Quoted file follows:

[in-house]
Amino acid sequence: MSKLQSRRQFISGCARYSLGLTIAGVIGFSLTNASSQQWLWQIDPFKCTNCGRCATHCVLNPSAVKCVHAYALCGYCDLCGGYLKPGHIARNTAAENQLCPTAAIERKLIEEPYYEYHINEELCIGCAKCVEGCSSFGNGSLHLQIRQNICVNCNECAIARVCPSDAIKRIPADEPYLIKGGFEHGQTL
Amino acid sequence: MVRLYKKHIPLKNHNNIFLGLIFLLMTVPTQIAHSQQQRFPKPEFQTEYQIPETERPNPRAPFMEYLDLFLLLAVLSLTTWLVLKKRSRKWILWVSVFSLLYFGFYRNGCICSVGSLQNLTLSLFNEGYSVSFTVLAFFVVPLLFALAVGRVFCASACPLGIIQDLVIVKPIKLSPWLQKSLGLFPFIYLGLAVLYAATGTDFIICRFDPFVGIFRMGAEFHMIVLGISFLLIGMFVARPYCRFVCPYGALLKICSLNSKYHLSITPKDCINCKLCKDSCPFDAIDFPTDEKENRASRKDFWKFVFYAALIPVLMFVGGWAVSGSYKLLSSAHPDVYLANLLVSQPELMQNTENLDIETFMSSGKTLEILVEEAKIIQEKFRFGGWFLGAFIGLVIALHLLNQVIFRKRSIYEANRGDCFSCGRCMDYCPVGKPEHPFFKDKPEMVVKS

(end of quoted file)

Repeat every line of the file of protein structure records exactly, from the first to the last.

[in-house]
Amino acid sequence: MSKLQSRRQFISGCARYSLGLTIAGVIGFSLTNASSQQWLWQIDPFKCTNCGRCATHCVLNPSAVKCVHAYALCGYCDLCGGYLKPGHIARNTAAENQLCPTAAIERKLIEEPYYEYHINEELCIGCAKCVEGCSSFGNGSLHLQIRQNICVNCNECAIARVCPSDAIKRIPADEPYLIKGGFEHGQTL
Amino acid sequence: MVRLYKKHIPLKNHNNIFLGLIFLLMTVPTQIAHSQQQRFPKPEFQTEYQIPETERPNPRAPFMEYLDLFLLLAVLSLTTWLVLKKRSRKWILWVSVFSLLYFGFYRNGCICSVGSLQNLTLSLFNEGYSVSFTVLAFFVVPLLFALAVGRVFCASACPLGIIQDLVIVKPIKLSPWLQKSLGLFPFIYLGLAVLYAATGTDFIICRFDPFVGIFRMGAEFHMIVLGISFLLIGMFVARPYCRFVCPYGALLKICSLNSKYHLSITPKDCINCKLCKDSCPFDAIDFPTDEKENRASRKDFWKFVFYAALIPVLMFVGGWAVSGSYKLLSSAHPDVYLANLLVSQPELMQNTENLDIETFMSSGKTLEILVEEAKIIQEKFRFGGWFLGAFIGLVIALHLLNQVIFRKRSIYEANRGDCFSCGRCMDYCPVGKPEHPFFKDKPEMVVKS